Oil Price Volatility

Oil market observers will appreciate that the oil price has become more volatile of late with daily movements of several percent common place. A friend suggested I could look into this to see if past patterns of price volatility had any predictive powers.

Figure 1 Daily d$ for WTI since January 1988. Periods of enhanced volatility are clearly visible (click all charts to get a large readable version).

I am using the EIA oil price series. Their reporting of Brent begins mid 1987, hence my charts begin in January 1988. The starting point was to create a time series of d$ by subtracting the price one day from the day before (Figure 1). Periods of enhanced variability are clearly visible and there is a trend towards greater variability with the passage of time. This simply reflects the increase in oil price.

Figure 2 Same as Figure 1 but for Brent.

Figure 2 is included to illustrate that Brent shows pretty much the same thing as WTI. This is the only Brent chart to be presented.

Figure 3 Figure 1 data transformed to % of day before price. This has the effect of removing trends in oil price from the variance that is being plotted.

In order to normalise to a common datum the next step was to convert d$ to d$%. That is the change each day is expressed as % of the day before (Figure 3). Four periods of enhanced volatility are now clearly visible as described below.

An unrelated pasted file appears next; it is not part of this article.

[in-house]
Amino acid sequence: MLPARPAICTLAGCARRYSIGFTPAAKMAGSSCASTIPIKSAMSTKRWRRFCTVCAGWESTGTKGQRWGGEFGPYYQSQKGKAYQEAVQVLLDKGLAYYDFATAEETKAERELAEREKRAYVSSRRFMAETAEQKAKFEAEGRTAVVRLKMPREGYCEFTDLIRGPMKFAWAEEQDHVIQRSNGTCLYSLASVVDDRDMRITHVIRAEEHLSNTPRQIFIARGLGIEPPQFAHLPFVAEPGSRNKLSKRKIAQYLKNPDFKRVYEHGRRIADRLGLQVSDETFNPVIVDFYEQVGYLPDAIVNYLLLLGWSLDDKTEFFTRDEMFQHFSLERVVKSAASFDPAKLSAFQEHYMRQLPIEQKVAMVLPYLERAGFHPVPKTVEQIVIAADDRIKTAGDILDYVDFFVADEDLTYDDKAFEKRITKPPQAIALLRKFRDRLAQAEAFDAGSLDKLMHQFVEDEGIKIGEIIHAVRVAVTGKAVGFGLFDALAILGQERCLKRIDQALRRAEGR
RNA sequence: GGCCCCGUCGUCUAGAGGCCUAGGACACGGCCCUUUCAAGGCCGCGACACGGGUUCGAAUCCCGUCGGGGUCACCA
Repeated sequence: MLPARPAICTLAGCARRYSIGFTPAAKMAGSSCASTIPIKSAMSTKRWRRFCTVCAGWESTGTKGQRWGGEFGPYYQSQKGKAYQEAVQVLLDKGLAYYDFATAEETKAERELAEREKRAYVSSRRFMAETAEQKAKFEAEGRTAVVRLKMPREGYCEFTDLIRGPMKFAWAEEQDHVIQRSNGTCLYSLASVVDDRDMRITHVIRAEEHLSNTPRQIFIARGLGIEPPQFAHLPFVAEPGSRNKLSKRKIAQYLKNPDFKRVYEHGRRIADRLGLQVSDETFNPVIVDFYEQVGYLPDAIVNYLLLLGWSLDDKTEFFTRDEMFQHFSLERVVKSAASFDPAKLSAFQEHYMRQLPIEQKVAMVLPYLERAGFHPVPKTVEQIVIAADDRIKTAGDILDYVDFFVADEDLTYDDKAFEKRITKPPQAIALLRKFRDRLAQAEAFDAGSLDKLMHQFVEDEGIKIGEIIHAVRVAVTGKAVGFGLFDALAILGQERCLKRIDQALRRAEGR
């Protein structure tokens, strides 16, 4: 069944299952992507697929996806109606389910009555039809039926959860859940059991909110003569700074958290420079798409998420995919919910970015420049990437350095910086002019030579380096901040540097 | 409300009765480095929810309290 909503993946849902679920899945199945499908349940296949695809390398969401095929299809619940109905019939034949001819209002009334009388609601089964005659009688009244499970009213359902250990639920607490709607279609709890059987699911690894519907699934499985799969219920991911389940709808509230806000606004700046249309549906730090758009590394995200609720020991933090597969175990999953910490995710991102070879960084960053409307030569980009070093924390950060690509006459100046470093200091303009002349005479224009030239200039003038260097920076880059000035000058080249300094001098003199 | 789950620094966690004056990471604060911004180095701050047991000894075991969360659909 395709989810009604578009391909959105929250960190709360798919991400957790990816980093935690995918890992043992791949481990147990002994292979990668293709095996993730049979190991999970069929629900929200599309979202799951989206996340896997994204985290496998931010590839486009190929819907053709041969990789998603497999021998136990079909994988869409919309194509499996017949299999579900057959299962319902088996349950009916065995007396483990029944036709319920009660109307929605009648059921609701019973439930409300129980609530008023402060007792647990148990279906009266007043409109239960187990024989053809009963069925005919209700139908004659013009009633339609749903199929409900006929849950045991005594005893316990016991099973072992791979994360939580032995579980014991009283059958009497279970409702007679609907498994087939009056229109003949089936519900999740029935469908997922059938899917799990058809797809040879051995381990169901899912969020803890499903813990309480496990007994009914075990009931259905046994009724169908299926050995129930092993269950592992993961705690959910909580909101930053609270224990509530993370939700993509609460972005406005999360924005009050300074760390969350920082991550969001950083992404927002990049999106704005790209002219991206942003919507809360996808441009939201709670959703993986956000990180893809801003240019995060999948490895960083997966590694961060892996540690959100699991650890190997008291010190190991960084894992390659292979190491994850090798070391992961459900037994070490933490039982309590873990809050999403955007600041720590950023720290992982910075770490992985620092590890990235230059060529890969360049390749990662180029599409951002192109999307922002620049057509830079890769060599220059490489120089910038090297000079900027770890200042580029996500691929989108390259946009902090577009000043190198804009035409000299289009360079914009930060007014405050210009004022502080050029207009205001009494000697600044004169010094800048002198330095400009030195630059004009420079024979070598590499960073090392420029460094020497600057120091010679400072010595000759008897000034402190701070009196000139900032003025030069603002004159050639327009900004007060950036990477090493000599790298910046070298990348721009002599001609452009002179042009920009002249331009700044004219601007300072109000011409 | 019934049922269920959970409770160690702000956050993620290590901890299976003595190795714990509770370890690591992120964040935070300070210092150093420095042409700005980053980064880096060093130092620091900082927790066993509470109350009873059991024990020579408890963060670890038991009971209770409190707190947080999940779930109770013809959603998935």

Figure 4 The data from Figure 3 have been converted to a 21 day trailing standard deviation (SD). That means that each column represents the SD of that day + the 20 preceding days.

The final stage was to smooth the data. There are a number of ways of doing this. I elected to express the results as standard deviation (which is a standard measure used to characterise market volatility) and chose 21 days as an appropriate time period. Each point has now become 1 SD of the day and the 20 preceding days. This measure that is the SD of percentage changes in oil price is rather abstract. I have named it OPV (oil price volatility).

OPV >4 may be viewed as periods of high volatility while <2 as periods of low volatility. Four periods of high volatility stand out with a couple of lesser events. The first is linked to Iraq’s invasion of Kuwait on 2 August 1990 followed by the initiation of Operation Desert Storm on Jan 17 1991. This was the climax in volatility and the oil price settled down quickly after that.

The second period of high volatility is linked to the oil price crisis of 1998/99 when the oil price fell below $10/bbl. Notably, this volatility is not visible on the oil price trace.

A couple of lesser events in 2001/2/3 are linked to price corrections.

The third major event is the finance crash of 2008/09. And the final event is the one that is in progress today beginning in the autumn of 2014. Can these data for tell what the oil price will do next? Is the price bottom in and are we about to witness a sharp rise? Or are further falls in store? Let’s take a closer look.

Figure 5 Detail from Figure 4 plotting January 2008 to present day. See text for further explanation.